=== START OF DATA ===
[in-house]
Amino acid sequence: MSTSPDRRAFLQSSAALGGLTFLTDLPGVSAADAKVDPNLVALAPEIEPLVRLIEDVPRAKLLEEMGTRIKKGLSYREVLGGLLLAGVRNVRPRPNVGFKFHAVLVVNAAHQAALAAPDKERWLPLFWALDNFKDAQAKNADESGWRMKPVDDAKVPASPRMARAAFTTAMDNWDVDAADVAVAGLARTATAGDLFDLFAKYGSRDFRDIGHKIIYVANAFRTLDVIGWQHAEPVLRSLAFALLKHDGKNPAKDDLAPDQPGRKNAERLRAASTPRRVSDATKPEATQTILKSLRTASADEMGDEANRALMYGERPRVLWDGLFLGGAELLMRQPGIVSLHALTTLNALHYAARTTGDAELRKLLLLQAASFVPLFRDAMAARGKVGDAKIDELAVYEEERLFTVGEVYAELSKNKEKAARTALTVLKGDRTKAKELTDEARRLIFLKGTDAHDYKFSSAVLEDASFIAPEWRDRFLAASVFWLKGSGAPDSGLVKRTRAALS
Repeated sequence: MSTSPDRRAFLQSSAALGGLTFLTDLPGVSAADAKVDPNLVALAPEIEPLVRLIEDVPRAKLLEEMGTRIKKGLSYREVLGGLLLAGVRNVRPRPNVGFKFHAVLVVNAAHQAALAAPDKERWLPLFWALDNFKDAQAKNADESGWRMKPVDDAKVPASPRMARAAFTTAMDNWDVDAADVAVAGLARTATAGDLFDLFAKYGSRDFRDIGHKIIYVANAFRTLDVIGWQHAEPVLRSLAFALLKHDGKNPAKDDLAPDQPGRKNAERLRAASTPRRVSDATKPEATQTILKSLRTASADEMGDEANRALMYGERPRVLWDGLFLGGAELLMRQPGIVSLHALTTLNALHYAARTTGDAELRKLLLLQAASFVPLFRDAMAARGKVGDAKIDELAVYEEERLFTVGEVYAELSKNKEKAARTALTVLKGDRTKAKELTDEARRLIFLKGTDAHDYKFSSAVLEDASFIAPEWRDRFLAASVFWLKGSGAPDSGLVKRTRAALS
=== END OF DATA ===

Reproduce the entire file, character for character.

[in-house]
Amino acid sequence: MSTSPDRRAFLQSSAALGGLTFLTDLPGVSAADAKVDPNLVALAPEIEPLVRLIEDVPRAKLLEEMGTRIKKGLSYREVLGGLLLAGVRNVRPRPNVGFKFHAVLVVNAAHQAALAAPDKERWLPLFWALDNFKDAQAKNADESGWRMKPVDDAKVPASPRMARAAFTTAMDNWDVDAADVAVAGLARTATAGDLFDLFAKYGSRDFRDIGHKIIYVANAFRTLDVIGWQHAEPVLRSLAFALLKHDGKNPAKDDLAPDQPGRKNAERLRAASTPRRVSDATKPEATQTILKSLRTASADEMGDEANRALMYGERPRVLWDGLFLGGAELLMRQPGIVSLHALTTLNALHYAARTTGDAELRKLLLLQAASFVPLFRDAMAARGKVGDAKIDELAVYEEERLFTVGEVYAELSKNKEKAARTALTVLKGDRTKAKELTDEARRLIFLKGTDAHDYKFSSAVLEDASFIAPEWRDRFLAASVFWLKGSGAPDSGLVKRTRAALS
Repeated sequence: MSTSPDRRAFLQSSAALGGLTFLTDLPGVSAADAKVDPNLVALAPEIEPLVRLIEDVPRAKLLEEMGTRIKKGLSYREVLGGLLLAGVRNVRPRPNVGFKFHAVLVVNAAHQAALAAPDKERWLPLFWALDNFKDAQAKNADESGWRMKPVDDAKVPASPRMARAAFTTAMDNWDVDAADVAVAGLARTATAGDLFDLFAKYGSRDFRDIGHKIIYVANAFRTLDVIGWQHAEPVLRSLAFALLKHDGKNPAKDDLAPDQPGRKNAERLRAASTPRRVSDATKPEATQTILKSLRTASADEMGDEANRALMYGERPRVLWDGLFLGGAELLMRQPGIVSLHALTTLNALHYAARTTGDAELRKLLLLQAASFVPLFRDAMAARGKVGDAKIDELAVYEEERLFTVGEVYAELSKNKEKAARTALTVLKGDRTKAKELTDEARRLIFLKGTDAHDYKFSSAVLEDASFIAPEWRDRFLAASVFWLKGSGAPDSGLVKRTRAALS